Some trees were genetically predisposed to prioritize growth, while others put their resources into producing protective chemicals that can deter attacks by insects and mammals. When the trees were five years old, Cope started tracking how fast the trees grew and which survived for the next five years.

The scientists saw that the more trees focused on defense, the shorter they were. The shorter plants were more likely to die as they were shaded out by their taller neighbors. By the end of the study, the tallest trees towered more than 40 feet; the shortest surviving trees were just seven feet tall.

“Because plants grow exponentially, a little bit of difference in height early on allows them to capture more light and that difference in height can magnify over time,” says Lindroth.

Because the highly defended trees died more often, the genetic structure of the forest stands changed over time. Trees with fast-growing genetics came to dominate, especially in the densely planted and highly competitive plots. Over time, this divergence meant the low-competition stands and the high-competition stands developed different genetic structures.

During the study period, there wasn’t a lot of insect damage on the trees. But during 2021, the invasive moth Lymantria dispar ate through almost all the leaves of a nearby experimental aspen stand. The researchers expect that periodic waves of pests like this would reward those aspen forests that balance growth with sufficient defense.

This balancing act should help create a diverse forest capable of meeting changing threats.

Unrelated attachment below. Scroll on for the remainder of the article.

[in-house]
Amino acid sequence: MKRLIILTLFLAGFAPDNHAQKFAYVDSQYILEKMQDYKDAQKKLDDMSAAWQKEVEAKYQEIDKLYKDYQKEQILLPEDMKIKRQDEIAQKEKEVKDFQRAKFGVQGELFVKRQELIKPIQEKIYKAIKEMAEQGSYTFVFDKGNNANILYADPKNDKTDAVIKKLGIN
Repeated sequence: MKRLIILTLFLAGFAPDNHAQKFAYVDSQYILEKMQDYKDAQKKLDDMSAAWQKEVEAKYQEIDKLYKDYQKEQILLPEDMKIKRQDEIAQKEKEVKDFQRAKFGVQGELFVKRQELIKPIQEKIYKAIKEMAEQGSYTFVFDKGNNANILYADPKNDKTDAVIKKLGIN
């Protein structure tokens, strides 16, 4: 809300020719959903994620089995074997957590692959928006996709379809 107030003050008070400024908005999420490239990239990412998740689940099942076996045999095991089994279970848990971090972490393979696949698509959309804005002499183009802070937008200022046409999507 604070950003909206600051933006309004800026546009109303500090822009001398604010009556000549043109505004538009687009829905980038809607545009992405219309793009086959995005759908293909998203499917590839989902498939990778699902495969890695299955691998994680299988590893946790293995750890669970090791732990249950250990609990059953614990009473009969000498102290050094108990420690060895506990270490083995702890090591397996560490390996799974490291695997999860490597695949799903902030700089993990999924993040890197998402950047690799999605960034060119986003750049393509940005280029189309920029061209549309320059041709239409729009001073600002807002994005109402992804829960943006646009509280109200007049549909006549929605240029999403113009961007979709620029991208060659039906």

“You have this shifting dynamic because of a changing environment that ultimately selects for the maintenance of diversity within a population,” says Lindroth. “If that diversity has a genetic basis, the reason it can be maintained is that under some conditions one trait may be beneficial whereas under other conditions it may not be.”

Such decade-long experiments are relatively rare. Yet they are increasingly important in an era of progressive and widespread environmental changes, says Lindroth. This is especially true as record wildfires have swept through vast areas of the west, altering the composition of forests.

The study came about after a previous study in which the lab was examining the effect deer browsing had on aspens didn’t work out as planned. That serendipitous repurposing of trees — along with new funding — helped provide the timespan necessary to uncover evolutionary forces at work in the long-lived aspens.

 “It takes a long time to understand the ecological responses of trees, let alone evolutionary responses within tree populations,” says Lindroth. “We had the good fortune of having that time.”

This work was supported by the U.S. Department of Agriculture (grant WIS01842) and the National Science Foundation (grants DEB-1456592 and DGE-1747503).


—Eric Hamilton, (608) 263-1986,